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I have found this sentence in a paper of F. Delbaen and W. Schachermayer with the title: A compactness principle for bounded sequences of martingales with applications. (can be found here)

On page 2, I quote: "If one passes to the case of non-reflexive Banach spaces there is—in general—no analogue to theorem 1.2 pertaining to any bounded sequence $(x_n )_{n\ge 1} $ , the main obstacle being that the unit ball fails to be weakly compact. But sometimes there are Hausdorff topologies on the unit ball of a (non-reflexive) Banach space which have some kind of compactness properties. A noteworthy example is the Banach space $ L^1 (Ω, F, P) $ and the topology of convergence in measure."

So I'm looking for a good reference for topology of convergence in measure and this property of "compactness" for $ L^1 $ in probability spaces.

Thx

math

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I may be misreading the paper, but it looks to me as if theorem 1.3 is precisely there to illustrate that sentence, as it is a version of 1.2 applicable to $L^1$. –  t.b. Dec 3 '11 at 15:13
    
In the paragraph just following theorem 1.2 they state: Note --- and this is a "Leitmotiv" of the present paper --- that, for sequences $(x_n)_{n\geq 1}$ in a vector space, passing to convex combinations usually does not cost more than passing to a subsequence. [etc.] In this sense theorem 1.3 says precisely that the topology in measure on the unit ball of $L^1$ is "sequentially compact", where passing to a subsequence is generalized to passing to certain convex combinations. –  t.b. Dec 3 '11 at 15:57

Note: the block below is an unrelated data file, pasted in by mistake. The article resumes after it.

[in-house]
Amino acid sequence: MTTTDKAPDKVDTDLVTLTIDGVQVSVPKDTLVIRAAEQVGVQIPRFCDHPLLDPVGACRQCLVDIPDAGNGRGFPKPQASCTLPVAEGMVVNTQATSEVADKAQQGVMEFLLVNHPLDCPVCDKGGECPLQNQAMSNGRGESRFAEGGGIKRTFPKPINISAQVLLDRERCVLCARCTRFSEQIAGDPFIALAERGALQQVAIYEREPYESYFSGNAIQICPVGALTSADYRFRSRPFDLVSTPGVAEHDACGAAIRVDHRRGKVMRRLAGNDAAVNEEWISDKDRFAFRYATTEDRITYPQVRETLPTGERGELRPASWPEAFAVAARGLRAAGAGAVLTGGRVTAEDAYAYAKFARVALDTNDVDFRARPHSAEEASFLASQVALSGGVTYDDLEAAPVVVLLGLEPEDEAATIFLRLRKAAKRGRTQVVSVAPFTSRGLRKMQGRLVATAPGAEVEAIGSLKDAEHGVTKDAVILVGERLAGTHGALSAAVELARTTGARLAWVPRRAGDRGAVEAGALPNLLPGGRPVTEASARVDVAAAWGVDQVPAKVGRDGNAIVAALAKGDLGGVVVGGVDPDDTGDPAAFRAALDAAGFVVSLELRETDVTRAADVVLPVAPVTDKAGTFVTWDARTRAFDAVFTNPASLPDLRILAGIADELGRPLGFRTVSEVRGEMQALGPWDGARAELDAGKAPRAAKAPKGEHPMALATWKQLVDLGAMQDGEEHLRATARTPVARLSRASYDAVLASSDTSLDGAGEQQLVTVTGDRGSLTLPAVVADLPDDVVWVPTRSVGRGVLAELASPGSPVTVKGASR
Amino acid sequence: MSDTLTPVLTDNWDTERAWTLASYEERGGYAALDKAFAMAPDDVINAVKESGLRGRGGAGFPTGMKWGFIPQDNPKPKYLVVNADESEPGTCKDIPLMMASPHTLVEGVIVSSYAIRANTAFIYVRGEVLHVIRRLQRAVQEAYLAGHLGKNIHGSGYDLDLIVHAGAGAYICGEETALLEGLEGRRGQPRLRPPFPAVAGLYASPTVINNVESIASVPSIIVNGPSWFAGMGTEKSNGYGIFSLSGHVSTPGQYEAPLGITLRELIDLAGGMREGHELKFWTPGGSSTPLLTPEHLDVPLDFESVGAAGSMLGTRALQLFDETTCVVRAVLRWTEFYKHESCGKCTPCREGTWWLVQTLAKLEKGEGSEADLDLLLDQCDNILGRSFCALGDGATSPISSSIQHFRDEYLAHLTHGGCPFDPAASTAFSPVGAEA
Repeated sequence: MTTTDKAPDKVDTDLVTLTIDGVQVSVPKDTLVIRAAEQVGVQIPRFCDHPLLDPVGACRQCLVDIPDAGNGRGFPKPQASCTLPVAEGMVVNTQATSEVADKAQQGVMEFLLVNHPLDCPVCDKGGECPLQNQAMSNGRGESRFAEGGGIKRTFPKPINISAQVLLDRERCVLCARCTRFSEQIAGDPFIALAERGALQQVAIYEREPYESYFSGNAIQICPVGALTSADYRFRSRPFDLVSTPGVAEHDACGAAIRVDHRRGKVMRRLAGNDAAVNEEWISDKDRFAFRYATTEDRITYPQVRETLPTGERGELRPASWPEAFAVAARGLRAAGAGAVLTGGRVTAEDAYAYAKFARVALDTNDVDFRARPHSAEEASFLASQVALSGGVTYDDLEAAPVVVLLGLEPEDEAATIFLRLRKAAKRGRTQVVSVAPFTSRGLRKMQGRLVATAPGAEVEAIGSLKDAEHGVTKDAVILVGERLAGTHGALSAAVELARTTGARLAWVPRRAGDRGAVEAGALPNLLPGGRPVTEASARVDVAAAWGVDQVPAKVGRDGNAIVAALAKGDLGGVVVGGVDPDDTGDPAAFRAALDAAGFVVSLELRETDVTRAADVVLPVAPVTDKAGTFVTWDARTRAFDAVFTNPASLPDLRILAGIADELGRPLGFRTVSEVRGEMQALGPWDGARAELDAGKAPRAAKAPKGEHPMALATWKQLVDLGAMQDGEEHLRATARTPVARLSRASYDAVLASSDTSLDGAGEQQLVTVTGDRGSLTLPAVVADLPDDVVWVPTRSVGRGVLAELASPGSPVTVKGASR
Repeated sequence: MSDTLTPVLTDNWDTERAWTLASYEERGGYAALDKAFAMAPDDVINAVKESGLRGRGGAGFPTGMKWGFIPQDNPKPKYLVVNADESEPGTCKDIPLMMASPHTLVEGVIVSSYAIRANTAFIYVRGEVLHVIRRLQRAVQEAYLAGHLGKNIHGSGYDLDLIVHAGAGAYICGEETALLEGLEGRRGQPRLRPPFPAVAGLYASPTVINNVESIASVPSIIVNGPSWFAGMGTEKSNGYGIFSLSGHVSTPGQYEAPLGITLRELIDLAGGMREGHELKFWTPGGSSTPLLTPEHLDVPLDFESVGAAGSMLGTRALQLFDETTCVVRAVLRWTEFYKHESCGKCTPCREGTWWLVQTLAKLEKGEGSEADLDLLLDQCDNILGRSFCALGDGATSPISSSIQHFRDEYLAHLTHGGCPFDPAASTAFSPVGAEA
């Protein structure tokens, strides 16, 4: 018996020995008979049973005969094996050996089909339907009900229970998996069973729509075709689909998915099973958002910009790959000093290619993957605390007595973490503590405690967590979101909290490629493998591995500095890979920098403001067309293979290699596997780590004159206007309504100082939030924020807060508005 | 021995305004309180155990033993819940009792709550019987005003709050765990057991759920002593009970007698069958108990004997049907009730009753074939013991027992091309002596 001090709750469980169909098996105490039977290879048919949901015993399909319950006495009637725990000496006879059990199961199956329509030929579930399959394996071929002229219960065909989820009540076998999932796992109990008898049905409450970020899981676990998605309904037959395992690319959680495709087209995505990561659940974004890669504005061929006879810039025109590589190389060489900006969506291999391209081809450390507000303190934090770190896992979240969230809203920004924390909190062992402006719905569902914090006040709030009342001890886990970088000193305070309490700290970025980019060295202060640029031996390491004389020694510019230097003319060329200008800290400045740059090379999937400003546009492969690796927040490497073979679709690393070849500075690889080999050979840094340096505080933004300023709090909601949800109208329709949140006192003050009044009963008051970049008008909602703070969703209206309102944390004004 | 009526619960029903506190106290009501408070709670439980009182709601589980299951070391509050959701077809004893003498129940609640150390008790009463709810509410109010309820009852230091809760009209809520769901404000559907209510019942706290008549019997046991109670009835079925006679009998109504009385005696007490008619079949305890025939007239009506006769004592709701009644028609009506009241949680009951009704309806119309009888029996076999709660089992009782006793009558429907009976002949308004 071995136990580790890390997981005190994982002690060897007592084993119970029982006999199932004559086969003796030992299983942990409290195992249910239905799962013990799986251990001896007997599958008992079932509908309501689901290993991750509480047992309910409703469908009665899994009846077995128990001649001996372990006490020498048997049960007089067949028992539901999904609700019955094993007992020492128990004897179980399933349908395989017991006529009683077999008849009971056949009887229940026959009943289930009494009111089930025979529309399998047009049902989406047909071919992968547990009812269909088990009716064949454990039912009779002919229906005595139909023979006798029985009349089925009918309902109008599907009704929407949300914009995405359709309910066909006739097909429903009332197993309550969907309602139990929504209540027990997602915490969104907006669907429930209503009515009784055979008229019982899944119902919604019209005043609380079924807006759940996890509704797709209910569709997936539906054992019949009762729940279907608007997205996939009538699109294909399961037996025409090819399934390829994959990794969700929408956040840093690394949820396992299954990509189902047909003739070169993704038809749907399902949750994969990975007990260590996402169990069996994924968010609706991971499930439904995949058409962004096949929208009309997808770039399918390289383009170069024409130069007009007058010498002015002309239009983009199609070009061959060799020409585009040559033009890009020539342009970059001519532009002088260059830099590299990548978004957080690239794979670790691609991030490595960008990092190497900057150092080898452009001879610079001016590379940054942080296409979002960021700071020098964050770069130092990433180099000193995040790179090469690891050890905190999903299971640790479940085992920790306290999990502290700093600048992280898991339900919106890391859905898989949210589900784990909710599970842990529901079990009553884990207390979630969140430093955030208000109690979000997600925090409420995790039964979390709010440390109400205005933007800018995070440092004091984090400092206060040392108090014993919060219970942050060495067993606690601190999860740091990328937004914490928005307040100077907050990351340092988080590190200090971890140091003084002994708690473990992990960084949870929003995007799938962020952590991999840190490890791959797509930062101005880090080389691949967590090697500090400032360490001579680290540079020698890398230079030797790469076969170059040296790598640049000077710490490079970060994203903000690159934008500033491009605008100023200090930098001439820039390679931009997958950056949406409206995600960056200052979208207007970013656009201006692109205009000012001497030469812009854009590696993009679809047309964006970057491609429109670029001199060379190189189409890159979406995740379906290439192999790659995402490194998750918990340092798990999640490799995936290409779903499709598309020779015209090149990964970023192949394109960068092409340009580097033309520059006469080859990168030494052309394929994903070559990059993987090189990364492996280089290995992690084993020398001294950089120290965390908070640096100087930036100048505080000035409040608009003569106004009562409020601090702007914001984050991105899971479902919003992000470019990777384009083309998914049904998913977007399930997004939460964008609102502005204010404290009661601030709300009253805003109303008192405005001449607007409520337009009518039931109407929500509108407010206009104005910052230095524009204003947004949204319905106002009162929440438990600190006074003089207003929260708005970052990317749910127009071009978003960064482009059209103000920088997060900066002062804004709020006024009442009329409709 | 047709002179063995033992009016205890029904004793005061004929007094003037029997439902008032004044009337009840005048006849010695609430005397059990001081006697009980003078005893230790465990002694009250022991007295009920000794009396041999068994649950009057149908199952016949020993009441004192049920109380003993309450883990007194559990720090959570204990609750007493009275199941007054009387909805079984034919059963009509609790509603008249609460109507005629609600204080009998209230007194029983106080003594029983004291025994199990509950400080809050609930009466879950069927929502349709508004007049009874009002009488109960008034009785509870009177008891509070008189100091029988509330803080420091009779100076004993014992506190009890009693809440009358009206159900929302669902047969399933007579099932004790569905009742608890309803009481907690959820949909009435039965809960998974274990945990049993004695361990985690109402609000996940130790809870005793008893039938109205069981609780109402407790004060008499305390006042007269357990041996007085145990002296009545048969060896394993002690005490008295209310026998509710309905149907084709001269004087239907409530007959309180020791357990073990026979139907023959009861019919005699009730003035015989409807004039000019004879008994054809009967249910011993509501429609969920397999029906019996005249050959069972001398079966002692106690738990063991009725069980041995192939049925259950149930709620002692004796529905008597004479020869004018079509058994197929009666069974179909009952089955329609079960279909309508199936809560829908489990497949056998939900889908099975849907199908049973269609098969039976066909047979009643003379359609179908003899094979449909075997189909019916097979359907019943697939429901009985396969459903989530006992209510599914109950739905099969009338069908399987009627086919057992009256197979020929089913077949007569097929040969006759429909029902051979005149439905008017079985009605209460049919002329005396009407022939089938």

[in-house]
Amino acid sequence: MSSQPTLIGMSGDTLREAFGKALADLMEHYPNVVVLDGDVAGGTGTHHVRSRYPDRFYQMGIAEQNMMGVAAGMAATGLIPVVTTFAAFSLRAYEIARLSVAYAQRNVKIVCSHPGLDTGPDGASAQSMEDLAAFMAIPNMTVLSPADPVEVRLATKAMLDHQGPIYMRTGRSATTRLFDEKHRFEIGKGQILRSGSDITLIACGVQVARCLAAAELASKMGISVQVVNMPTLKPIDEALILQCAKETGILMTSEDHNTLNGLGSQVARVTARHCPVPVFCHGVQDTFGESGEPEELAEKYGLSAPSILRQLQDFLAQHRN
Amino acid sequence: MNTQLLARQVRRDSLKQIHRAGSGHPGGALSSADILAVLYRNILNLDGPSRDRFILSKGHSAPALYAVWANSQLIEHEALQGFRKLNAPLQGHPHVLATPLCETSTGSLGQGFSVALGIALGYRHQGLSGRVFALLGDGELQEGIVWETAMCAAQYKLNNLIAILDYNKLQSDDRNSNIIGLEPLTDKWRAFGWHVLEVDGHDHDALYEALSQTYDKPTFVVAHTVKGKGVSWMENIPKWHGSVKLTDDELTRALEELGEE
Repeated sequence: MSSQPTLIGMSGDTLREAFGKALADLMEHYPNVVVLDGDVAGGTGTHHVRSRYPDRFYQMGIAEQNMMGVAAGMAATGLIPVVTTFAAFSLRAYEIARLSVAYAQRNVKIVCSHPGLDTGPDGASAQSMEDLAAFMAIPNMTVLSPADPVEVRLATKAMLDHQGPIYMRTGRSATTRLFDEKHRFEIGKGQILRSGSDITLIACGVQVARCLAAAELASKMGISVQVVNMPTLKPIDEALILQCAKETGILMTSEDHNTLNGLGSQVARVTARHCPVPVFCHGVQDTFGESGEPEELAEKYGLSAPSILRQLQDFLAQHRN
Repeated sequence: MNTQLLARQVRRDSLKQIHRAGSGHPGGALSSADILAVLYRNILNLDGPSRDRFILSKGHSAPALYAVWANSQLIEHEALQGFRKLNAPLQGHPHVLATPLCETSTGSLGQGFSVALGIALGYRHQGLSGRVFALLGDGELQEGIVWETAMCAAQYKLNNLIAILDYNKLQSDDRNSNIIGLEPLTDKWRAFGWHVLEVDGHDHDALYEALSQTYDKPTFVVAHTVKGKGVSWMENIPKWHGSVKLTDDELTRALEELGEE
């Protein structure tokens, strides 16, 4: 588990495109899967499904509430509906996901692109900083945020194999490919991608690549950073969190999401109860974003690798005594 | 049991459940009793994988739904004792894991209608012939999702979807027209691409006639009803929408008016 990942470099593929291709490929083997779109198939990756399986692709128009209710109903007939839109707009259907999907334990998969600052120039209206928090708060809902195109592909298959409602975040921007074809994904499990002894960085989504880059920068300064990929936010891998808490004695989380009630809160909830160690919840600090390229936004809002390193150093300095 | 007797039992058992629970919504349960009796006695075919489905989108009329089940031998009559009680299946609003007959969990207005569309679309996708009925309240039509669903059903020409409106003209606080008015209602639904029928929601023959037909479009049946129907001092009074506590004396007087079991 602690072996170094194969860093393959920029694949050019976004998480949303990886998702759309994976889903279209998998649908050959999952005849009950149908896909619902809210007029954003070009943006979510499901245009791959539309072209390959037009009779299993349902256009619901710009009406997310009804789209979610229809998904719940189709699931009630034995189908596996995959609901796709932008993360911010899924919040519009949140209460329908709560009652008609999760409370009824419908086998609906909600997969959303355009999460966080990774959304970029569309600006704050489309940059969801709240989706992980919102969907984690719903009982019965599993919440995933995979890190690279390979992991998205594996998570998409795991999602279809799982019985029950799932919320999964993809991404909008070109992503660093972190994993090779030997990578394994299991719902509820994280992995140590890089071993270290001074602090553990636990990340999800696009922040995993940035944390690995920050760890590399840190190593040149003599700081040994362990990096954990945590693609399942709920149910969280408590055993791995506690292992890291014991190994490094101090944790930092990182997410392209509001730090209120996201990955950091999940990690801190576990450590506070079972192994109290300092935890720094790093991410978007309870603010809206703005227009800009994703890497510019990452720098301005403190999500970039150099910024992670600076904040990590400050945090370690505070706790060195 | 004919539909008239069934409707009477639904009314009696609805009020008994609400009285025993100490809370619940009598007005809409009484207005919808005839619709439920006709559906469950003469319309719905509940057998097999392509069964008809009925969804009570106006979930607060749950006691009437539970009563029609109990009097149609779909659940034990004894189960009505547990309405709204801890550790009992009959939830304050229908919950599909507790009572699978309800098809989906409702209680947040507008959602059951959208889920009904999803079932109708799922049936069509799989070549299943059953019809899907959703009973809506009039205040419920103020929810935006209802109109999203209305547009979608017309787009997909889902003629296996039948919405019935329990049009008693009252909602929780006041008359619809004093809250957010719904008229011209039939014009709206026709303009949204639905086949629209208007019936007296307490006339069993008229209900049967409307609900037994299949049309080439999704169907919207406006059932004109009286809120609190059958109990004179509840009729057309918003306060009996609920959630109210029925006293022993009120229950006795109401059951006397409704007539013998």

Another try would be the theorem stating that on uniformly integrable sets in $L^1$ the norm topology and the topology of convergence in measure coincide (and by the Dunford-Pettis theorem the former is relatively compact). –  t.b. Dec 3 '11 at 15:58
    
t.b. thx for your answer. I was just wondering, and obviously I misunderstood what they meant by this compactness property. Sorry for that. –  math Dec 3 '11 at 16:20

2 Answers 2

up vote 2 down vote accepted

So that this question has an answer: t.b.'s comment suggests that the quotes passage relates to the paper's Theorem 1.3, which states:

Theorem. Given a bounded sequence $(f_n)_{n \ge 1} \in L^1(\Omega, \mathcal{F}, \mathbb{P})$ then there are convex combinations $$g_n \in \operatorname{conv}(f_n, f_{n+1}, \dots)$$ such that $(g_n)_{n \ge 1}$ converges in measure to some $g_0 \in L^1(\Omega, \mathcal{F}, \mathbb{P})$.

This is indeed "some kind of compactness property" as it guarantees convergence after passing to convex combinations.

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Thanks to turn t.b.'s comment into an answer. –  math Aug 11 '12 at 6:26

Under the right assumptions about the measure space, any sequence of measurable functions that is Cauchy in measure actually converges in measure to some target function. Here is a set of lecture notes by C. Heil that has more information. The full webpage for that course is here.

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That's completeness, not compactness. –  Nate Eldredge Jul 12 '12 at 0:53

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